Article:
WE NEED TO TALK ABOUT KEVIN
If you’re like I am, and need to prove to your family and pals that you have good reasons to not have kids, just take them to see We Need To Talk About Kevin. The film totally validated my lack of desire for children.
This was far from a “fun” movie, but it was really interesting. [Funny—I just meant to write “interesting,” but my hands typed “depressing.” That it is, that it is.] I just feel you need to be aware of just how depressing it is going in. A feeling of impending doom filled the air in the theatre from the get-go.
I know that Tilda Swinton is an excellent actress, but it seems, for the most part, that she comes from that school of acting where, if you just stare ahead, with a blank look that could indicate any number of different thoughts, people think you’re great. Maybe I should try that and not audition for very wordy roles!
Anyway, We Need To Talk About Kevin (which I was waiting for one of the characters to say the whole time, but no one ever did,) is basically, to my mind, the 2011 version of The Bad Seed, a frightening film from 1956. [Note: to be technical, The Bad Seed, like We…Kevin, began as a novel. But then it was a play before a film, and, in 1985, was re-done as a TV movie starring my old pal, Lynn Redgrave, as the mother.]
We…Kevin is actually quite good and, though there’s very little dialog, and could almost just as well have had the same effect if it was done as a silent movie, it held my attention for the most part. But throughout the entire film, I kept wondering why an intelligent woman, who can see quite clearly that her son is “off” (at the very least!) from when he’s just a toddler, didn’t do something about him at any stage of his development. (I don’t want to give any of the story away, in case you’re like I am and just want to let it unfold while you’re watching.)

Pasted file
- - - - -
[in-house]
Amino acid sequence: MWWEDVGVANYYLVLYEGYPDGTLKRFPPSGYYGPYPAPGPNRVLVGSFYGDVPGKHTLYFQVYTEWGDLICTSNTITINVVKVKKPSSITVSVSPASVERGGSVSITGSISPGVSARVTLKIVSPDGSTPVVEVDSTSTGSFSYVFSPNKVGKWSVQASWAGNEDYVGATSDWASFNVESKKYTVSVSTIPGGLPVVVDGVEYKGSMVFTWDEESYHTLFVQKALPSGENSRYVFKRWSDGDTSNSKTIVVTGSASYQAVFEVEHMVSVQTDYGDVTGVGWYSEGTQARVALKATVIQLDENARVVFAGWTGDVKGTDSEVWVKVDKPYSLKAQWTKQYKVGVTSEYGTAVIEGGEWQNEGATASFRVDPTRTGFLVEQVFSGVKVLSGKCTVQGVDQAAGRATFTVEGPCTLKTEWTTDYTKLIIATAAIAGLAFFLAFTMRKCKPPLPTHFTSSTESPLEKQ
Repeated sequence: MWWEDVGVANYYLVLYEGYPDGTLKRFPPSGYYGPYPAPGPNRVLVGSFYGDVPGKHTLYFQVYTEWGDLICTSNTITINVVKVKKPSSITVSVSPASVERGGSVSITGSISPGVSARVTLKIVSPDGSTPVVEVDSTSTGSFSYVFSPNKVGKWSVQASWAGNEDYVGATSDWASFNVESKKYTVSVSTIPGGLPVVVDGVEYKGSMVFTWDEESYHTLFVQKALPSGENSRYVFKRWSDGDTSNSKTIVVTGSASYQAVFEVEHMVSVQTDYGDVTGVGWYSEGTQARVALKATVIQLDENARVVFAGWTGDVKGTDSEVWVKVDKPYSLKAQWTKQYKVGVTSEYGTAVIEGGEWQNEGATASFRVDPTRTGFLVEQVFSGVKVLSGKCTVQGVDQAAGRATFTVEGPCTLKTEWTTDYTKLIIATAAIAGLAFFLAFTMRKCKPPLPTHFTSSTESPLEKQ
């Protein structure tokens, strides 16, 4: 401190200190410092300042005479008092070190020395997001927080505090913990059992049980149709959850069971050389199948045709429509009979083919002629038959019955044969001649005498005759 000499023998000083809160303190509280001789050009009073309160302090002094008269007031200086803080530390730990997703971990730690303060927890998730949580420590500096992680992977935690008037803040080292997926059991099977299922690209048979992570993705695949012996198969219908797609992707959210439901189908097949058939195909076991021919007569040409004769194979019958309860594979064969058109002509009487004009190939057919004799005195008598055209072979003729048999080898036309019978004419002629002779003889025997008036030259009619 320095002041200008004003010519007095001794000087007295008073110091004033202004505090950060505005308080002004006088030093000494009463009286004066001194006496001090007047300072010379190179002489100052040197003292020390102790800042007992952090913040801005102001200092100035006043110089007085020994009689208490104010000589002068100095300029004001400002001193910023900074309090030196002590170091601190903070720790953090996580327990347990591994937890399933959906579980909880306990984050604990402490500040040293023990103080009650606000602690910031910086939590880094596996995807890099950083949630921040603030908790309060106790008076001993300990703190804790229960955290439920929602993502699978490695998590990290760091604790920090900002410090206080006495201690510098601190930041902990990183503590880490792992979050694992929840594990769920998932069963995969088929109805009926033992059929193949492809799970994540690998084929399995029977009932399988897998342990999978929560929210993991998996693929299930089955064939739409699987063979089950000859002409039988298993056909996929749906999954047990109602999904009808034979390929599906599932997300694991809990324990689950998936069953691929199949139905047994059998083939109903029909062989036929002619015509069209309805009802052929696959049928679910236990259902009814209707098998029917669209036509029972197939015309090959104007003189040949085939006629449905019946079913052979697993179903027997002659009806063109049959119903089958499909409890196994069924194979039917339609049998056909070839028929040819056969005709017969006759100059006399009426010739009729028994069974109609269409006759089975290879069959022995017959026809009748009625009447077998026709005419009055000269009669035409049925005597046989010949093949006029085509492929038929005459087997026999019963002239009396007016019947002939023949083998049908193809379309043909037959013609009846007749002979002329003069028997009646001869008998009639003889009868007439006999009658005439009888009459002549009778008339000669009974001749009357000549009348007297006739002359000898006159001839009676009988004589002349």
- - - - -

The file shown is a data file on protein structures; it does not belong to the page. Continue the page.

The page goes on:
As good as Tilda is in this film (I’m sure that other reviewers are calling this a “tour de force,” but I’m not so sure–see the second paragraph above,) the best part of the film is the casting of the actors who play the boy in various stages of his life. Super-props to Billy Hopkins, who cast Ezra Miller as the teen-age Kevin, and even more so, Jasper Newell as the “childhood” version. I seriously can’t figure out how Jasper, who couldn’t have been more than ten, could come up with that chilling of a performance. It was so real. (And, looking for photos of this film for this column, whenever I came upon a pic of Ezra Miller, chills ran down my spine. He should play Richard Ramirez, the “Night Stalker” serial killer, some day soon. Someone should whip it together, just to sign Ezra now.)
One small problem with the film, though, is that it got predictable, once you got the gist of it. I could give you examples of the predictability, but again, I don’t want to spoil your journey when seeing it.
I did appreciate the artistry of the film, especially the use of color, which was something I loved learning about in Film 101 in college. (I guess that was good use of my parents hard-earned money, eh?) And I also found the casting of odd-looking actors, in just about every role, fascinating. It made Tilda Swinton’s strange visage blend right in.
Somehow, I have a feeling that some parents group somewhere will have a problem with the film. But I say it’s worth the viewing. At the very least, it will make you come out of the theatre really appreciating your own life. And kids, if you have any. (And lack of them, for people like me who choose not to have offspring. This made me especially grateful for that decision, and yet another thing to remember to give thanks for next week. And always!)